Though the Sphynx has little fur, they are not maintenance free. Due to their lack of coat, body oils that would normally be absorbed by the coat of other breeds builds up on the skin. They need bathing on a weekly basis which should include cleaning of the ears and trimming of the nails. Care should be taken to limit the exposure to the outdoors, as the Sphynx is susceptible to cold (freezing) and heat (sunburns, sunstroke, and/or skin cancer). Due to their higher metabolism, Sphynx cats need a diet that is high in protein. This does not have to be expensive, just read the labels; the higher the protein, the better.
The lifespan of a Sphynx can be up to 15 years. Sphynx are known to have instances with the genetic disorder Hypertrophic Cardiomyppathy (HCM), thickening of the heart muscles. Yearly scans can help manage the genetic "passing on" of HCM. A key point to remember, just because one scan is negative does not indication that your cat is "safe." HCM can occur at any age, and there is never a guarantee that your cat will always remain HCM free. (For further information, please see the HCM FAQ tab).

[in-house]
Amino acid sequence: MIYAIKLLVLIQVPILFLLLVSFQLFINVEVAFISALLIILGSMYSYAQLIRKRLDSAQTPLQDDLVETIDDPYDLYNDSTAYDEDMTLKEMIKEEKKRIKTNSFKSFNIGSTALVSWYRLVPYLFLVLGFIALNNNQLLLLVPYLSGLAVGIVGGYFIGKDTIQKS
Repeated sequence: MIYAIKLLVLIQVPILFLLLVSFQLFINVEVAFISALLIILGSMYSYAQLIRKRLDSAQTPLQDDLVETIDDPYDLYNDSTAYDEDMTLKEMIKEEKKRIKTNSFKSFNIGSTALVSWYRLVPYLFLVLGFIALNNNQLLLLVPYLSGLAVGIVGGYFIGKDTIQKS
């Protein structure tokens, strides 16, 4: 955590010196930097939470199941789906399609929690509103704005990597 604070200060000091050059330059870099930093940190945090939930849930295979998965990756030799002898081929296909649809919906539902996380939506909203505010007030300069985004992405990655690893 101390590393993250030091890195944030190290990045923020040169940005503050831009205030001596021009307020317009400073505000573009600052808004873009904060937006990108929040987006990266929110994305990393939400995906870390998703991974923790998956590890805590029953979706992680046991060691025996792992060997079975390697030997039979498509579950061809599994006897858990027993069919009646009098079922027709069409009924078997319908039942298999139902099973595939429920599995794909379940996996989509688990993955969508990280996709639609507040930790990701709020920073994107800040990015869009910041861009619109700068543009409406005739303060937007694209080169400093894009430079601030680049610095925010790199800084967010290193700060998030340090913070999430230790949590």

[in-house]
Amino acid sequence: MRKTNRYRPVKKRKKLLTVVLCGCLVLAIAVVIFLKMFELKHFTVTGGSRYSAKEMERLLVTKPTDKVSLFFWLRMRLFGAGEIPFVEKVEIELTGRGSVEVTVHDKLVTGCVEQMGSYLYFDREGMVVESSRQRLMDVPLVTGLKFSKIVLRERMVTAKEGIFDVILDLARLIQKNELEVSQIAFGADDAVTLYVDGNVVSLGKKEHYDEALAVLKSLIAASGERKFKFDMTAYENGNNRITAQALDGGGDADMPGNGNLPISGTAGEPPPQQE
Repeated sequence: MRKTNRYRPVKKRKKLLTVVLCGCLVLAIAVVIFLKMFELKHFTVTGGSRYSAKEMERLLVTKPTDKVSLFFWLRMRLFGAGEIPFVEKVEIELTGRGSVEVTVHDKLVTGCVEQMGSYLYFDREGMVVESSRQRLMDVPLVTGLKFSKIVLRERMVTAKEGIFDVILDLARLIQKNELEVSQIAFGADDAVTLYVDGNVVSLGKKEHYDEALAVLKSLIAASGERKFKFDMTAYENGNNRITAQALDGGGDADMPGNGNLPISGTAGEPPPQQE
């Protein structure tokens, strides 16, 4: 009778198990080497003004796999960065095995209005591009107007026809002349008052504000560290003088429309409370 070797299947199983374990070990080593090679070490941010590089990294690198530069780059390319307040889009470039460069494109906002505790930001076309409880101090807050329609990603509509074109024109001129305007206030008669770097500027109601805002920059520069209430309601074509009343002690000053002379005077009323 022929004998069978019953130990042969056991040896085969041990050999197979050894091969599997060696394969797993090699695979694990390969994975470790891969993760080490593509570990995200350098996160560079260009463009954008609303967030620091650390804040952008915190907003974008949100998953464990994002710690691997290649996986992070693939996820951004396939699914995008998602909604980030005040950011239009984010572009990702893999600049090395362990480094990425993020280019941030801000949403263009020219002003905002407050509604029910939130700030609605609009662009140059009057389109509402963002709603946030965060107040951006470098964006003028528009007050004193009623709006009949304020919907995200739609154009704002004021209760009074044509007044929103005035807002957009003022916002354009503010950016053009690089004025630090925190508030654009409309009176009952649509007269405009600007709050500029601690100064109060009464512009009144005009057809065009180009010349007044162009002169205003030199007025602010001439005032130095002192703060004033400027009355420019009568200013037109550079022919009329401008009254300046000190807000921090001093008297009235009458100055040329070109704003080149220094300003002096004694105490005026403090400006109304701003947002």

Though thought to be hypoallergenic, NO cat is completely allergy free. Cat specific allergies are caused by the protein Fel D1 which is primarily found in the cat's saliva. The cat licks itself transferring the protein to it's coat, which then is transferred to carpet, clothing, and to humans. Though the Sphynx is virtually (not completely) hairless and does not shed, it is still a cat and still licks itself to groom. With that, it is possible that a Sphynx is more "tolerable" to suferers than most other cats. My husband has asthma and allergies that are triggered by the traditional cat, yet our cats are able to come into close contact with my husband (even in his face) and he has no issues.